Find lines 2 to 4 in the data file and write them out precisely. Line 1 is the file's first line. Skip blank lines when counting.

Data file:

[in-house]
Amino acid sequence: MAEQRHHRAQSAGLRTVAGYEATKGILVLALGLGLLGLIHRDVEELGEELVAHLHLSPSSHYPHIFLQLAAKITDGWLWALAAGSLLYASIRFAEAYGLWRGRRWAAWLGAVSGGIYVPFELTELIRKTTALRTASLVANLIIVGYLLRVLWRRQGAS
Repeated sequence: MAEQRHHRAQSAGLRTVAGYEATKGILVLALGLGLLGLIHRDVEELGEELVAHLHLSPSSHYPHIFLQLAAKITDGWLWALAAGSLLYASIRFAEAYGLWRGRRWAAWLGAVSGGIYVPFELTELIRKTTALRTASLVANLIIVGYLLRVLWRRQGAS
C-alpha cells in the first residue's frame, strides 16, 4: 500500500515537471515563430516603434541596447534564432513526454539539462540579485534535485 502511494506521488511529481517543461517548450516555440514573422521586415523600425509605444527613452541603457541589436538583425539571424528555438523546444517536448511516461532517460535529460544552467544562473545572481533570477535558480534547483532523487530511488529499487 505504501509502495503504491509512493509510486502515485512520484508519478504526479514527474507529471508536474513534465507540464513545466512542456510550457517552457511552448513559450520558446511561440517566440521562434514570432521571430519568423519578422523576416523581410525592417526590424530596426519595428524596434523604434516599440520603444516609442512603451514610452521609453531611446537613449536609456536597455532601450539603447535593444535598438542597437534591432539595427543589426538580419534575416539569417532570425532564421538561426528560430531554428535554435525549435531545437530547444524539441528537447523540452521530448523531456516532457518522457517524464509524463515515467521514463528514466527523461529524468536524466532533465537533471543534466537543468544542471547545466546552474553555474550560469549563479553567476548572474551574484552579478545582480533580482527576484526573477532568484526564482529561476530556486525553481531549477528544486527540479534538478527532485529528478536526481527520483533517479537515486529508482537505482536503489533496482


Amino acid sequence: MAEQRHHRAQSAGLRTVAGYEATKGILVLALGLGLLGLIHRDVEELGEELVAHLHLSPSSHYPHIFLQLAAKITDGWLWALAAGSLLYASIRFAEAYGLWRGRRWAAWLGAVSGGIYVPFELTELIRKTTALRTASLVANLIIVGYLLRVLWRRQGAS
Repeated sequence: MAEQRHHRAQSAGLRTVAGYEATKGILVLALGLGLLGLIHRDVEELGEELVAHLHLSPSSHYPHIFLQLAAKITDGWLWALAAGSLLYASIRFAEAYGLWRGRRWAAWLGAVSGGIYVPFELTELIRKTTALRTASLVANLIIVGYLLRVLWRRQGAS
C-alpha cells in the first residue's frame, strides 16, 4: 500500500515537471515563430516603434541596447534564432513526454539539462540579485534535485 502511494506521488511529481517543461517548450516555440514573422521586415523600425509605444527613452541603457541589436538583425539571424528555438523546444517536448511516461532517460535529460544552467544562473545572481533570477535558480534547483532523487530511488529499487 505504501509502495503504491509512493509510486502515485512520484508519478504526479514527474507529471508536474513534465507540464513545466512542456510550457517552457511552448513559450520558446511561440517566440521562434514570432521571430519568423519578422523576416523581410525592417526590424530596426519595428524596434523604434516599440520603444516609442512603451514610452521609453531611446537613449536609456536597455532601450539603447535593444535598438542597437534591432539595427543589426538580419534575416539569417532570425532564421538561426528560430531554428535554435525549435531545437530547444524539441528537447523540452521530448523531456516532457518522457517524464509524463515515467521514463528514466527523461529524468536524466532533465537533471543534466537543468544542471547545466546552474553555474550560469549563479553567476548572474551574484552579478545582480533580482527576484526573477532568484526564482529561476530556486525553481531549477528544486527540479534538478527532485529528478536526481527520483533517479537515486529508482537505482536503489533496482